Nokia will Fly Even Higher

Mohsin is a member of The Motley Fool Blog Network -- entries represent the personal opinion of the blogger and are not formally edited.

The other day Nokia (NYSE: NOK) cut its dividend for the first time in over 20 years. Does it matter? Not even a little bit. The company had a dividend yield of almost 3.8%, which is very high compared to the rest of the industry. The stock fell approximately 6% after the results were announced. I believe this dip is an aberration and a misinterpretation of the quarterly results. Nokia has traded in the range of $1.63 - $5.87 throughout the last year. This high volatility shows that no one is buying the stock for its dividend yield, and the management has taken the correct decision by cutting the dividend entirely.

The company cannot afford to raise cash from the debt market due to its bad credit rating, and this move will ensure more liquidity for its turnaround bid. I believe the valuations should significantly improve once the market really understands the significance of these results. Therefore I reiterate a strong buy rating on the stock.

Quarter at a Glance

Nokia had been under investor pressure to report solid Lumia sales and improved operating margins. A couple of weeks ago the company preannounced its 4th quarter results and pleasantly surprised investors with profitability in the devices segment. Yesterday the company announced its detailed earnings for the quarter.

Nokia reported revenues of $10.61 billion and EPS of $0.05, marginally missing the Street’s EPS estimates of $0.06. There was a 33% increase yoy in operating profit, which was reported at $838 million. Nokia ended the fiscal year with $5.76 billion in cash and equivalents, down approximately 58% yoy. This is one of the key takeaways from the report and shows that the giant has been able to successfully implement its cost cutting measures.

The NSN (Nokia Siemens Network) and Location & Commerce segment continue to generate profits. The revenues from NSN were up 5% with $5.26 for the quarter and profit from the segment was reported at $1.11 billion, a decline of 11%. The company is aiming to increase the margins from the segment and aims to save approximately $1.3 billion in cost by the end of 2013. Location segment contributed $0.37 billion to revenues a yoy decline of 9%.

Devices & Services Segment

The biggest surprise has been the good performance of the devices segment. The market was expecting total devices sold to be 86 million and smartphones to be 7.8 million.  The company met the overall device sales target but missed the smartphone sales target by 18%. This is excellent considering that the Lumia was available only for the last half of the quarter and was still not fully available in South East Asia, China and India. Once the devices, especially Lumia 920, are made available globally, smartphone sales should improve significantly. The company also disclosed that there have been supply constraints which have resulted in a slow global rollout of the Lumia devices.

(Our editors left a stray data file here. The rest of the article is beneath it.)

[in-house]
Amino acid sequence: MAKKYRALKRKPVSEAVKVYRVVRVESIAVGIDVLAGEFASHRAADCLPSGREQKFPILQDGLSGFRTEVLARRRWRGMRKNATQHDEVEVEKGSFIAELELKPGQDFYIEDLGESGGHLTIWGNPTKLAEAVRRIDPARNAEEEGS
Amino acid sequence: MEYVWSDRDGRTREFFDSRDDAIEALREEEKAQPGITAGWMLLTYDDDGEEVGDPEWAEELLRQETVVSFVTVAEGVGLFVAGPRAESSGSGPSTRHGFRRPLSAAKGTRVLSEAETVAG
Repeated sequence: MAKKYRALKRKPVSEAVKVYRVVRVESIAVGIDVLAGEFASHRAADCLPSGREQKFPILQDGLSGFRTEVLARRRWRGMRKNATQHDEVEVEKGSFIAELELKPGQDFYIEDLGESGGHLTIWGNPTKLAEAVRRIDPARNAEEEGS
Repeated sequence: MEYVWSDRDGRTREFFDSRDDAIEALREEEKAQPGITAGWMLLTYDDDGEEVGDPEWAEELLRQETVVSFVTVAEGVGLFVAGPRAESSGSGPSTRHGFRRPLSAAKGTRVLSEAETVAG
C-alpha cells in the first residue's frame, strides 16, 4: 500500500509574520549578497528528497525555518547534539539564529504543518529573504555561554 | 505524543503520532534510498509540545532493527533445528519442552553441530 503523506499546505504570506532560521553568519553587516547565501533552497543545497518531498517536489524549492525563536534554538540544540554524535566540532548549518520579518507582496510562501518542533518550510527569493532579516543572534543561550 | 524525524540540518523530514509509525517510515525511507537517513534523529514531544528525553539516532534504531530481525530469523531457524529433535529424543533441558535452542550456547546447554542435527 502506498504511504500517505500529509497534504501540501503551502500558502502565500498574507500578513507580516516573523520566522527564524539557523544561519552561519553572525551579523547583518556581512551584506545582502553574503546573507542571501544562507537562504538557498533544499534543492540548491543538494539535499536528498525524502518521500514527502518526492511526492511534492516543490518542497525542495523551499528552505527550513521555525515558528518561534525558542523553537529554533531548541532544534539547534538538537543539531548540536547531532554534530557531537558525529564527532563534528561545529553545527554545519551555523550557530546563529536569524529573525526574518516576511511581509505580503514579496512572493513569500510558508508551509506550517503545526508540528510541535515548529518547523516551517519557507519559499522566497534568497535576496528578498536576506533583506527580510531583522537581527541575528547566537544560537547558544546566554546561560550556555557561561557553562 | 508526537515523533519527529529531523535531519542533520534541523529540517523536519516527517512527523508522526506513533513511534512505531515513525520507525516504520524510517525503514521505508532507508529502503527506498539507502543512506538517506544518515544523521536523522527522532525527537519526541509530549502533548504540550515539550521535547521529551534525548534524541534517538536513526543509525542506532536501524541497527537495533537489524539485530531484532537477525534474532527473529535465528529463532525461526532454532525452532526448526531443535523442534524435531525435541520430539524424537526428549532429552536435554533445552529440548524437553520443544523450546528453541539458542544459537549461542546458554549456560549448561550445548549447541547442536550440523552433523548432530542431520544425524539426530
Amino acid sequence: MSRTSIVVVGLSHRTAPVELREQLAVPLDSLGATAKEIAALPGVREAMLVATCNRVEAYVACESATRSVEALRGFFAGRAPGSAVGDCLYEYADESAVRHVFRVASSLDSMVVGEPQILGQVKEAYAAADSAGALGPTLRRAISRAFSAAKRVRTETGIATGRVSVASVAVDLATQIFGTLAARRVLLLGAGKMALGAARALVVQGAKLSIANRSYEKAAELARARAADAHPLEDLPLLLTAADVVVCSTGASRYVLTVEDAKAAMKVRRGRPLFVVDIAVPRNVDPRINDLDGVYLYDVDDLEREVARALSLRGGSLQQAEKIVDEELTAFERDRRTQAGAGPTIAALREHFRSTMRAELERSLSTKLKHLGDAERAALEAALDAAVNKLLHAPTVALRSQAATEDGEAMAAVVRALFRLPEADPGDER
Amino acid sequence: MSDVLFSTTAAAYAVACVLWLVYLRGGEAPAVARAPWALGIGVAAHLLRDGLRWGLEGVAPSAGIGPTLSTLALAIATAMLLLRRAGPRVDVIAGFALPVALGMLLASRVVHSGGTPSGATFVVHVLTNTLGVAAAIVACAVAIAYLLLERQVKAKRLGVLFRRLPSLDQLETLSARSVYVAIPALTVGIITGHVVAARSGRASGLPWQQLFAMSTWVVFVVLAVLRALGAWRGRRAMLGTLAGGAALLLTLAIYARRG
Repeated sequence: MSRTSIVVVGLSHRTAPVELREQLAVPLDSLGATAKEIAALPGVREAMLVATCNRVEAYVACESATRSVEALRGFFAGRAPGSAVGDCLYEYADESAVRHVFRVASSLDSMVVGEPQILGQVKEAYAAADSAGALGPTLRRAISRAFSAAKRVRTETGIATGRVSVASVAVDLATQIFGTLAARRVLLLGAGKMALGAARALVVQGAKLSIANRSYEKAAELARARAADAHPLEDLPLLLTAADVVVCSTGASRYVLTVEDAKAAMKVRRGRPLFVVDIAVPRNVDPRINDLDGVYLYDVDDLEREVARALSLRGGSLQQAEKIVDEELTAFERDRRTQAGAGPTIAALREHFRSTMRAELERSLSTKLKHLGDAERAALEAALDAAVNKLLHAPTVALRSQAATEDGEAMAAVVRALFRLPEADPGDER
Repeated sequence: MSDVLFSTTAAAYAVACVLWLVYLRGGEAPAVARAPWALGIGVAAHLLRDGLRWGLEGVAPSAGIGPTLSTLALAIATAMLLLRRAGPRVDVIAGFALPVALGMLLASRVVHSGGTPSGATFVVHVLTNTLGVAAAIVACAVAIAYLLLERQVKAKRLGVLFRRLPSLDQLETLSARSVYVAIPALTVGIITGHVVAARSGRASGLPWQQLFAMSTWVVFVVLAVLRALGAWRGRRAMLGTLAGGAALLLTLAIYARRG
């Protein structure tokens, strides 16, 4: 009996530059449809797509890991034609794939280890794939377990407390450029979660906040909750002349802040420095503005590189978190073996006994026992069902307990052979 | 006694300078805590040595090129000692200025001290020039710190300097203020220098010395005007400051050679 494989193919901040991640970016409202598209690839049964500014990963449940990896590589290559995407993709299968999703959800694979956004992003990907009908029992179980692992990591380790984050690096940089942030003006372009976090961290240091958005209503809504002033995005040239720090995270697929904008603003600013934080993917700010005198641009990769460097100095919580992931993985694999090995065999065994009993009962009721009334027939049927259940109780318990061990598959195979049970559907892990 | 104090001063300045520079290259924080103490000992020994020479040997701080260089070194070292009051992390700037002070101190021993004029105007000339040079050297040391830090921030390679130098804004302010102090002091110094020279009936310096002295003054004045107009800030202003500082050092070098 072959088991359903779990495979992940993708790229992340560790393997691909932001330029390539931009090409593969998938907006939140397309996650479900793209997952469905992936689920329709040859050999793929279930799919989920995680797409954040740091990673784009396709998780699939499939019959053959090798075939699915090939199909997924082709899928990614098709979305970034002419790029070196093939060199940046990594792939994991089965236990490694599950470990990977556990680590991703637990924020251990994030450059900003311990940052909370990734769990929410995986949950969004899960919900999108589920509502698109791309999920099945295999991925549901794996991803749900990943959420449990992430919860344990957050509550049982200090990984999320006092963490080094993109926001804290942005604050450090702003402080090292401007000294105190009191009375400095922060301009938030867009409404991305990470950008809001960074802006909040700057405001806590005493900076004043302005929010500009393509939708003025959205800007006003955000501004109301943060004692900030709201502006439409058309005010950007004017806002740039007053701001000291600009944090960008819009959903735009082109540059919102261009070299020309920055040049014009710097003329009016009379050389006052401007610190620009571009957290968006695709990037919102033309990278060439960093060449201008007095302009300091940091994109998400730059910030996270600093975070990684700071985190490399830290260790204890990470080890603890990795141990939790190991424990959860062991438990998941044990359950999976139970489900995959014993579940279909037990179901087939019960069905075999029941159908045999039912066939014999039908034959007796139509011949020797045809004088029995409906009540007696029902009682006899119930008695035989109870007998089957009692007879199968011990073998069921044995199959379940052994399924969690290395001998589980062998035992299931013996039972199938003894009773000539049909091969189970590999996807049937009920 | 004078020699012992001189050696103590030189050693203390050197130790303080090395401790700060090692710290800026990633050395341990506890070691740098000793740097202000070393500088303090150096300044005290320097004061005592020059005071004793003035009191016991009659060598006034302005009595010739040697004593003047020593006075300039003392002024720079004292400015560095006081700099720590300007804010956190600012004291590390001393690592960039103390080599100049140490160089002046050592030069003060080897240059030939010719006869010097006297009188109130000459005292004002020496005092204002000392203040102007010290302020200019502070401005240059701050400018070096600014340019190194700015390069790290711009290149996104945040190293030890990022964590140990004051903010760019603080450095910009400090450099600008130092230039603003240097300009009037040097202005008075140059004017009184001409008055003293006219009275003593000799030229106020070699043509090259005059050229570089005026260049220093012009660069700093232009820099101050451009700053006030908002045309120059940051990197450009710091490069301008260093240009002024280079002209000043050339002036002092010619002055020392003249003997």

Nokia expects the devices and services segment to contract in the next quarter and operating margins to be approximately -2%. According to company disclosures this is partially due to seasonality issues and weakness in the macroeconomic environment. This slow down can also be blamed on the slow growth of the Lumia, which is not compensating enough for the decline in Symbian sales. The company also expects NSN margins to be positive 3% and Location margins to be negative.


The tough competition in the smartphone industry has increased the importance of the Nokia results for the entire industry. According to management, Nokia is trying to be the 3rd alternative in the highly competitive smartphone market. The carriers are backing the Microsoft’s (NASDAQ: MSFT) WP8 boarded on Lumia devices to give competition to the current domination of Google and Apple (NASDAQ: AAPL). The smartphone giant Apple forces carriers to pay high subsides on its devices, which has adversely affected profit margins for some major telecoms.

The recent weak quarter for Apple, especially its iPhone units sales miss and shrinking margins, suggest that the entire industry is on the brink of yet another dynamic shift. The good performance of Lumia despite limited availability shows that there is still room for entry in this highly competitive market and WP8 can become the balancing factor that carriers are looking for. 

The software giant Microsoft is pushing hard in its efforts to enter the handheld market. It has for the first time in the Windows history launched a touch-based version of the world’s most popular operating system. The Windows 8 will be loaded on to PCs, ultrabooks, and tablets, giving users an entire ecosystem experience. This is one the main draw of WP8 boarded Lumia phones and Windows 8 tablets: they aim to ensure a uniform experience across different devices. While Apple can provide this experience in the iOS universe, Google is still unable to do this due to Android's limitations in handhelds.

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